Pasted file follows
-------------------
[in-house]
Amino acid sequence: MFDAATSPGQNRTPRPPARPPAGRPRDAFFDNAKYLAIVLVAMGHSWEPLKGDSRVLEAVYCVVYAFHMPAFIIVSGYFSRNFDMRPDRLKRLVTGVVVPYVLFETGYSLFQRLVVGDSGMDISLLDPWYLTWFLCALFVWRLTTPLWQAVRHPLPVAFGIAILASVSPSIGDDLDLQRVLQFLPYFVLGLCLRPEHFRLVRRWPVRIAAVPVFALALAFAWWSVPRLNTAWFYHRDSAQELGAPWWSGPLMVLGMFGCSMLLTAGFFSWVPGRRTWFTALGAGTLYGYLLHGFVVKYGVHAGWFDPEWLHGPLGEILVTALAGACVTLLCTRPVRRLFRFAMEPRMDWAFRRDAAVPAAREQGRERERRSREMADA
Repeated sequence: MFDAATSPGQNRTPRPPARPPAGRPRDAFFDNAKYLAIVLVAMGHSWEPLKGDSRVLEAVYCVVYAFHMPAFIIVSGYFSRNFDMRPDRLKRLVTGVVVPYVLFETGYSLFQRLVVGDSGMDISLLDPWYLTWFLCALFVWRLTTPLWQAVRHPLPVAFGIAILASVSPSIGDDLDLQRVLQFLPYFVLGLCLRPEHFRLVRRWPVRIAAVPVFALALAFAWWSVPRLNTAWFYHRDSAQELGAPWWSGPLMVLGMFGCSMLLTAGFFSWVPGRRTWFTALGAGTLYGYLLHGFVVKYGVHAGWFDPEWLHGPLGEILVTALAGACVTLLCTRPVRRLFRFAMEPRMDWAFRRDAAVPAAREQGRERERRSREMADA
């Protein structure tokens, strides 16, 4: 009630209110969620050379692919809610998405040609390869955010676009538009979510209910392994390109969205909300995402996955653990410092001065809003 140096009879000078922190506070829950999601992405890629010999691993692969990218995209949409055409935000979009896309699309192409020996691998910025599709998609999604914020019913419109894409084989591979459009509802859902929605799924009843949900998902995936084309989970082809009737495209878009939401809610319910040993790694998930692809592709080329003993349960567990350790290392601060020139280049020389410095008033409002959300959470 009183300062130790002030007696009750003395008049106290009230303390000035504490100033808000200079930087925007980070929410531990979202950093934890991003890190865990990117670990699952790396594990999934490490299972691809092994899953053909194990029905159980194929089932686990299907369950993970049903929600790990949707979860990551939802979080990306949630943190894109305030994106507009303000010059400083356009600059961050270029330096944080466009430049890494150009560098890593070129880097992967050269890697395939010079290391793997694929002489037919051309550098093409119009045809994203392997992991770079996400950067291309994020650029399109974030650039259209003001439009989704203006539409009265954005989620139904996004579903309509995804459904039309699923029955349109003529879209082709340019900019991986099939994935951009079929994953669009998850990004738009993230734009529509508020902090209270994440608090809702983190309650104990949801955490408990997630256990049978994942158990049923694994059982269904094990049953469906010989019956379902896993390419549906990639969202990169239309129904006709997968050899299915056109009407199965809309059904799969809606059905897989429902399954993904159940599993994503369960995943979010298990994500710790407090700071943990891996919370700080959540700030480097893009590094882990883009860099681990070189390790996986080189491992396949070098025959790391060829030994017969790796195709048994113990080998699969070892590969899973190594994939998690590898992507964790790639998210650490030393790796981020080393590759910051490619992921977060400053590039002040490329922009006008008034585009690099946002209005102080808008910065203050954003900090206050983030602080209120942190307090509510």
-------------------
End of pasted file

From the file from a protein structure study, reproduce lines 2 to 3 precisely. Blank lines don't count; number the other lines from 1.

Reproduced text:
Amino acid sequence: MFDAATSPGQNRTPRPPARPPAGRPRDAFFDNAKYLAIVLVAMGHSWEPLKGDSRVLEAVYCVVYAFHMPAFIIVSGYFSRNFDMRPDRLKRLVTGVVVPYVLFETGYSLFQRLVVGDSGMDISLLDPWYLTWFLCALFVWRLTTPLWQAVRHPLPVAFGIAILASVSPSIGDDLDLQRVLQFLPYFVLGLCLRPEHFRLVRRWPVRIAAVPVFALALAFAWWSVPRLNTAWFYHRDSAQELGAPWWSGPLMVLGMFGCSMLLTAGFFSWVPGRRTWFTALGAGTLYGYLLHGFVVKYGVHAGWFDPEWLHGPLGEILVTALAGACVTLLCTRPVRRLFRFAMEPRMDWAFRRDAAVPAAREQGRERERRSREMADA
Repeated sequence: MFDAATSPGQNRTPRPPARPPAGRPRDAFFDNAKYLAIVLVAMGHSWEPLKGDSRVLEAVYCVVYAFHMPAFIIVSGYFSRNFDMRPDRLKRLVTGVVVPYVLFETGYSLFQRLVVGDSGMDISLLDPWYLTWFLCALFVWRLTTPLWQAVRHPLPVAFGIAILASVSPSIGDDLDLQRVLQFLPYFVLGLCLRPEHFRLVRRWPVRIAAVPVFALALAFAWWSVPRLNTAWFYHRDSAQELGAPWWSGPLMVLGMFGCSMLLTAGFFSWVPGRRTWFTALGAGTLYGYLLHGFVVKYGVHAGWFDPEWLHGPLGEILVTALAGACVTLLCTRPVRRLFRFAMEPRMDWAFRRDAAVPAAREQGRERERRSREMADA